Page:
Hemorrhoids are classified into two major categories. The first category is internal hemorrhoids. The second category is external hemorrhoids.
The main difference between the two classes of hemorrhoids has to do with location. According to Mayo Clinic, external hemorrhoids lie under the skin around the anus while internal hemorrhoids occur inside the rectum.
Therefore, the main difference between the two has to do with where they are located. However, that is not all the difference there is between the two. There are a couple more differences between these two types of hemorrhoids. Here is what you should know.
#2. Bleeding hemorrhoid symptom
Bleeding is a common symptom of hemorrhoids. A person usually notices this bleeding in the toilet bowl. He or she may also notice blood on the toilet paper immediately after wiping themselves.
While it is possible for external hemorrhoids to bleed, this is more of a symptom of internal hemorrhoids. It usually occurs when stool damages a hemorrhoid’s surface, causing it to bleed.
Bleeding by internal hemorrhoids tends to be painless. In fact, in most cases, no other hemorrhoid symptoms usually occur.
#3. Pain symptom
Normally, internal hemorrhoids are painless. They don’t cause any discomfort. They don’t cause a burning sensation. And they don’t cause itching. The only sign that they exist is usually bleeding.
External hemorrhoids on the other hand are notorious for causing pain. They cause itching. They trigger a burning sensation. And they can be painful to such an extent that they call for surgical removal.
#4. Diagnosis by physical examination
Since external hemorrhoids form around the anus, they can be detected by a physical examination. You can see the swelling that these hemorrhoids cause. You can also feel pains when you touch them.
Physical examination is not a common method of detecting internal hemorrhoids. This is because they form inside the rectum. They are too hidden for a simple physical examination detection.
#5. Risks of getting thrombosed
External hemorrhoids are more likely to get thrombosed — meaning that a blood clot is more likely to form in these hemorrhoids. Hemorrhoid thrombosis is a common cause of the extreme pain that is usually associated with hemorrhoids. As for internal hemorrhoids, thrombosis isn’t really something of concern.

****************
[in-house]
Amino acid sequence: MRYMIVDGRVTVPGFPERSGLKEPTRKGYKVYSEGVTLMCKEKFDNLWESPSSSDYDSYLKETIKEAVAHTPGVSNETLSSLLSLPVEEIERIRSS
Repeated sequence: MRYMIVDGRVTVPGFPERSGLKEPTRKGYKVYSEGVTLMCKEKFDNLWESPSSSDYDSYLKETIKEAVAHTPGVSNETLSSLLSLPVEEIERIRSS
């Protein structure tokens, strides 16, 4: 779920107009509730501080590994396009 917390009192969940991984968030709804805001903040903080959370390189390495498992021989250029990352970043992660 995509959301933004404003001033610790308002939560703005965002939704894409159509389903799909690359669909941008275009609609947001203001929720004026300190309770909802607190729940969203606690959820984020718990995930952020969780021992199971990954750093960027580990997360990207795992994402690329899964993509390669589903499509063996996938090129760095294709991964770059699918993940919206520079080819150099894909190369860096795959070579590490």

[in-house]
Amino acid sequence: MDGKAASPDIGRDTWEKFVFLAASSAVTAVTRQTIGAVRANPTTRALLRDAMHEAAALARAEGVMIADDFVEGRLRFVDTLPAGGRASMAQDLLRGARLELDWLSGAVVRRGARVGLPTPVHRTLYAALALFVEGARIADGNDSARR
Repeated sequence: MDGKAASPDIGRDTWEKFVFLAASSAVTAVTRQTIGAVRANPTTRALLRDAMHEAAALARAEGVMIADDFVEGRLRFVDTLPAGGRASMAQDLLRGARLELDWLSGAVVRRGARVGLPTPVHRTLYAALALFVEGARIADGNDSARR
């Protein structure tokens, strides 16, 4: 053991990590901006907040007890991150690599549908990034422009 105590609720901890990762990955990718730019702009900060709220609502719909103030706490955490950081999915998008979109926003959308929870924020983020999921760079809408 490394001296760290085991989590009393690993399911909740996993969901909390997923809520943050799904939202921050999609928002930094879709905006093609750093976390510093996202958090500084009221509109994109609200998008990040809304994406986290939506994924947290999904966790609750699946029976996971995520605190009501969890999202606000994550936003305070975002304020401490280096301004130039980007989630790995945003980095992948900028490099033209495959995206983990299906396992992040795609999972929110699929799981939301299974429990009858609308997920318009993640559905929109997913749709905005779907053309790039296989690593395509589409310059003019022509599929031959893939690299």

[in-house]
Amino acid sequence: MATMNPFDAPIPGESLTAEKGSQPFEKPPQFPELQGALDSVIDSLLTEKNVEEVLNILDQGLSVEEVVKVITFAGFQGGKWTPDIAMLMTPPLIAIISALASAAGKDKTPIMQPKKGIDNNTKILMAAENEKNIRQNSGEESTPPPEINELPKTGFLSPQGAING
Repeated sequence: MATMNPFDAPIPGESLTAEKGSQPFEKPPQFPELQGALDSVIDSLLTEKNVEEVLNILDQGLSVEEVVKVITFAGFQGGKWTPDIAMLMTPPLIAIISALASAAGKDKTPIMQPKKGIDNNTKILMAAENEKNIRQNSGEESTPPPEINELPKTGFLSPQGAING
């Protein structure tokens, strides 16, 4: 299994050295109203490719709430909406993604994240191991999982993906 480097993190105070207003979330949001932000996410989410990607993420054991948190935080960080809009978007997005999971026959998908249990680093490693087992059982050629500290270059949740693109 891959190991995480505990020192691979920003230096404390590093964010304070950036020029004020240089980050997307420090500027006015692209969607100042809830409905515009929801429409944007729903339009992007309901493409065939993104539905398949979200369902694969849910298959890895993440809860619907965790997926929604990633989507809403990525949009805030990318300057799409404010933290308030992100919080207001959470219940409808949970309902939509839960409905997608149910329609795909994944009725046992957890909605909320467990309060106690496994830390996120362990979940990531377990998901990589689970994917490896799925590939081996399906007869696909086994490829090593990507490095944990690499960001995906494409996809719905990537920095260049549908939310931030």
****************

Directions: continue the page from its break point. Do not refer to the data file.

#6. Hemorrhoid prolapse
A hemorrhoid is said to be prolapsed when it protrudes outside. This is something that is only possible with internal hemorrhoids. Why? Because external hemorrhoids are already on the outside. They have nowhere to protrude to.
It is important to note that while internal hemorrhoids are generally symptom-less, they can sometimes become painful. They can also get irritated. And they can cause itching. This usually happens when they become prolapsed.
Preventing and treating internal and external hemorrhoids
Lifestyle changes can help prevent both internal and external hemorrhoids. And if you already have either of the hemorrhoids, changing your lifestyle can speed up the rate at which they heal.
Therefore, avoiding things like prolonged sitting and taking too long in the bathroom, can help. Taking a healthy diet that is rich in fiber, drinking plenty of water and exercising will also help.
If lifestyle changes alone aren’t enough to keep your hemorrhoids at bay or simply heal them, then you will need a hemorrhoid cream, ointment or suppository.
The good news about hemorrhoids is that they are common, and they are easy to treat. They can shrink and disappear on their own. And where they don’t, simple natural remedies for hemorrhoids can not only reduce their symptoms, but also heal them.
Therefore, while seeing blood in your stool is scary, sometimes it’s just hemorrhoids. And it is obviously nothing to over-worry about since they can be cleared quite easily.